Ceramic 3D printing: Could it speed up the production of essential vaccines?
One of the hottest topics in the current pandemic is the talk of developing vaccines. With many of the biggest names and cleverest people around the world engaged in the hunt for a coronavirus vaccine, could the world of ceramic 3D printing play a part in helping to solve the problem?
Ceramic 3D printing and vaccines
According to a team at additive manufacturing company Lithoz and the research organisations SINTEF and IBET, the answer is yes. They are working together on a project to allow the production of highly complex vaccines in large quantities and crucially at a much lower cost than normal.
The project is funded by the EU and is named NESSIE. It is just one example of technologies such as 3D printing can improve our healthcare system and is particularly working on the issues of slow and expensive development and production of vaccines. The current pandemic has highlighted the need for a much quicker and more cost-effective way to create vaccines, especially when new viruses appear.
Efficient vaccine production
Currently, it can take months or even years to develop a targeted vaccine and then the cost of it can simply be too high for some countries to afford. The idea behind NESSIE is to use the latest in 3D-printing technology to help address these issues.
Many vaccines use the viruses themselves to deliver the necessary elements of immunity that people need. But the viruses themselves are not only expensive to produce but need careful handling and expensive, purification measures to stop them from spreading.
The aim of the project is to make the vaccines more efficient to produce by creating new ways to purify viruses such as the adenovirus that is used for delivering genes or vaccines antigens into humans.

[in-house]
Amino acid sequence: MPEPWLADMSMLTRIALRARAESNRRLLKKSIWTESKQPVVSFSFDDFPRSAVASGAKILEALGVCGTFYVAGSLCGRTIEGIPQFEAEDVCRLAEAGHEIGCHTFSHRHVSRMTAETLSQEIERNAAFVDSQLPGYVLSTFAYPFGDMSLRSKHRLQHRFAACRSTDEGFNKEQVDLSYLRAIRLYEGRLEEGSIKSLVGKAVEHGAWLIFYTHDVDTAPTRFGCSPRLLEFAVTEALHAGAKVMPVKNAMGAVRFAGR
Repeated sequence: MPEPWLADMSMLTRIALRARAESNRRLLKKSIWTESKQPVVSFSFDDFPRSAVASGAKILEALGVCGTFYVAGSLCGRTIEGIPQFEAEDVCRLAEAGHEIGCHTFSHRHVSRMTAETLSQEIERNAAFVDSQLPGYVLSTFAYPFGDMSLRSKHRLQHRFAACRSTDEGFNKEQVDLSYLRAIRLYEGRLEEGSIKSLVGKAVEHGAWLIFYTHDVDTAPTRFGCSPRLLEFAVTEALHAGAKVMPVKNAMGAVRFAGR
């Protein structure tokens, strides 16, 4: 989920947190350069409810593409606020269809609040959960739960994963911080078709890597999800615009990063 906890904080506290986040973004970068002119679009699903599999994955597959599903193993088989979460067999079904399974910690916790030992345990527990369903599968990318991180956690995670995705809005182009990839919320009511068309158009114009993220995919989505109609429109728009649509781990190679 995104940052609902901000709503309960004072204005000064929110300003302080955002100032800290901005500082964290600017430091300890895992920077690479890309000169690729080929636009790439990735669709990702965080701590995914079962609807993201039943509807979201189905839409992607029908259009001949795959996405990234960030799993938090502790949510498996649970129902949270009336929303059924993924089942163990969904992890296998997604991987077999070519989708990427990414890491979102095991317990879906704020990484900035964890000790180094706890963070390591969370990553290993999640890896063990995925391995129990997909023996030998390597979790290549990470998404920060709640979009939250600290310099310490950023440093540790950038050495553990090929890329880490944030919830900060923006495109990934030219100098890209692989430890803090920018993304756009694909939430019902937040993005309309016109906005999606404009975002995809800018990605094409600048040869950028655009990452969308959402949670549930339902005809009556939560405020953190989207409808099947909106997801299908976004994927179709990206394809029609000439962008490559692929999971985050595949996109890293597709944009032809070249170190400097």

The NESSIE project makes use of Lithoz’s ultra-high-resolution, ceramic-3D-printing technology to create something called novel chromatographic columns. These are the most advanced purification technology available and offers a first of its kind system that combines tailored shapes and a new level of control over the porous level of materials.
So far, the tech has been used to create supports for adenovirus purification. The aim is to continue to develop the systems with the aim of making it far quicker to manufacture crucial vaccines as well as gene therapies that can help save lives across the world.
Helping to combat the problems
3D printing is already showing that it can offer new ways to combat the problems that have arisen during the Covid-19 pandemic and could help to deal with similar problems in the future.
The shortage of PPE is one example where the world of 3D printing offers a cost-effective and speedy resolution to a problem. With the ability to print parts for everything from masks to face shields, the 3D printing technology can help to ease shortages and even offer more cost-effective options than traditional routes.
Other examples include things like parts for medical equipment such as ventilators that can be quickly fabricated by 3D printing. While most companies don’t have the sterile settings needed to produce some types of medical equipment, others already have systems in place that are similar to those in medical equipment manufacturing companies.
Perhaps the biggest barrier so far is regulation and the speed at which these can be changed to allow 3D-printed parts into the supply chain. But the current pandemic has highlighted flaws in a number of systems and whether purifying viruses for vaccines or creating face masks, 3D printing has a strong part to play in the future.
The editorial unit